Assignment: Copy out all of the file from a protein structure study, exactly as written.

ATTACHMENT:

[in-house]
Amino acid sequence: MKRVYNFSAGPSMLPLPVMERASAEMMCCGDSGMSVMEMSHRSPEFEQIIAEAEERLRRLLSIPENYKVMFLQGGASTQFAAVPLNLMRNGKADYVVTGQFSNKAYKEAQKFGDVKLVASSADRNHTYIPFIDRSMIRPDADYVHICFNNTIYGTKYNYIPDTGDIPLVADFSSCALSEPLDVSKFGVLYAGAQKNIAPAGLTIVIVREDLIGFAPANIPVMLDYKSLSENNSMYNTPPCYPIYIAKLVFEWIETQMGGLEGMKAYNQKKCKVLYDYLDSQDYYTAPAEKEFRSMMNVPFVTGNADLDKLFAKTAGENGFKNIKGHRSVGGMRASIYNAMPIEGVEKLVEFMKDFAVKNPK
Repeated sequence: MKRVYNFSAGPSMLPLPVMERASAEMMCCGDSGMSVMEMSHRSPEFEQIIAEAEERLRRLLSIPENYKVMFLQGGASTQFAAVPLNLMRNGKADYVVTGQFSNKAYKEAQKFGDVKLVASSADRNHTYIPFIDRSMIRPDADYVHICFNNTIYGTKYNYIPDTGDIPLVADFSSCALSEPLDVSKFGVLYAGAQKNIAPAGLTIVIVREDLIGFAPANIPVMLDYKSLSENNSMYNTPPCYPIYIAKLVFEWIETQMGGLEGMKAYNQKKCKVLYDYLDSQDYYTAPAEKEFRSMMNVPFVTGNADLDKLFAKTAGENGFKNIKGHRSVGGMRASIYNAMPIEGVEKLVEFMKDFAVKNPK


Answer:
[in-house]
Amino acid sequence: MKRVYNFSAGPSMLPLPVMERASAEMMCCGDSGMSVMEMSHRSPEFEQIIAEAEERLRRLLSIPENYKVMFLQGGASTQFAAVPLNLMRNGKADYVVTGQFSNKAYKEAQKFGDVKLVASSADRNHTYIPFIDRSMIRPDADYVHICFNNTIYGTKYNYIPDTGDIPLVADFSSCALSEPLDVSKFGVLYAGAQKNIAPAGLTIVIVREDLIGFAPANIPVMLDYKSLSENNSMYNTPPCYPIYIAKLVFEWIETQMGGLEGMKAYNQKKCKVLYDYLDSQDYYTAPAEKEFRSMMNVPFVTGNADLDKLFAKTAGENGFKNIKGHRSVGGMRASIYNAMPIEGVEKLVEFMKDFAVKNPK
Repeated sequence: MKRVYNFSAGPSMLPLPVMERASAEMMCCGDSGMSVMEMSHRSPEFEQIIAEAEERLRRLLSIPENYKVMFLQGGASTQFAAVPLNLMRNGKADYVVTGQFSNKAYKEAQKFGDVKLVASSADRNHTYIPFIDRSMIRPDADYVHICFNNTIYGTKYNYIPDTGDIPLVADFSSCALSEPLDVSKFGVLYAGAQKNIAPAGLTIVIVREDLIGFAPANIPVMLDYKSLSENNSMYNTPPCYPIYIAKLVFEWIETQMGGLEGMKAYNQKKCKVLYDYLDSQDYYTAPAEKEFRSMMNVPFVTGNADLDKLFAKTAGENGFKNIKGHRSVGGMRASIYNAMPIEGVEKLVEFMKDFAVKNPK